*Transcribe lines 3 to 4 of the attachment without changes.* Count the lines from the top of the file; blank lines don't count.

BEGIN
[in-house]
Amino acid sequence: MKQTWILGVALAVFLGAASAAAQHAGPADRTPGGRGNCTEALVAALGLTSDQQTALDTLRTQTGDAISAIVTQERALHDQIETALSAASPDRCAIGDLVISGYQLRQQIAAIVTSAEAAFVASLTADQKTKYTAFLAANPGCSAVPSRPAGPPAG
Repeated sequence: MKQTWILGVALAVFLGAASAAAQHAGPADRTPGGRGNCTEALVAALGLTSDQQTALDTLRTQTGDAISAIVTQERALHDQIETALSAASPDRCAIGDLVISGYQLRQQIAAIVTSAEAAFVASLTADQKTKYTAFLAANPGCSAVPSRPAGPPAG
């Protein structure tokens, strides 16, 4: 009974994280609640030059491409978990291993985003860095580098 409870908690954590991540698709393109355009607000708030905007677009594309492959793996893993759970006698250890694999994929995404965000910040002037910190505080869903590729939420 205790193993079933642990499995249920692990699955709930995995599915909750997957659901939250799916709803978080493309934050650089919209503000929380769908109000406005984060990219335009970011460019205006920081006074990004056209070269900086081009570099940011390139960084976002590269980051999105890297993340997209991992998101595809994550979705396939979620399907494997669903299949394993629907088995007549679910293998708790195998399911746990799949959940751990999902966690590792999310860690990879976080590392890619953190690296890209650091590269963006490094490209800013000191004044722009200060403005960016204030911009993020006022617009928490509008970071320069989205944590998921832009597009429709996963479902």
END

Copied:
Repeated sequence: MKQTWILGVALAVFLGAASAAAQHAGPADRTPGGRGNCTEALVAALGLTSDQQTALDTLRTQTGDAISAIVTQERALHDQIETALSAASPDRCAIGDLVISGYQLRQQIAAIVTSAEAAFVASLTADQKTKYTAFLAANPGCSAVPSRPAGPPAG
């Protein structure tokens, strides 16, 4: 009974994280609640030059491409978990291993985003860095580098 409870908690954590991540698709393109355009607000708030905007677009594309492959793996893993759970006698250890694999994929995404965000910040002037910190505080869903590729939420 205790193993079933642990499995249920692990699955709930995995599915909750997957659901939250799916709803978080493309934050650089919209503000929380769908109000406005984060990219335009970011460019205006920081006074990004056209070269900086081009570099940011390139960084976002590269980051999105890297993340997209991992998101595809994550979705396939979620399907494997669903299949394993629907088995007549679910293998708790195998399911746990799949959940751990999902966690590792999310860690990879976080590392890619953190690296890209650091590269963006490094490209800013000191004044722009200060403005960016204030911009993020006022617009928490509008970071320069989205944590998921832009597009429709996963479902």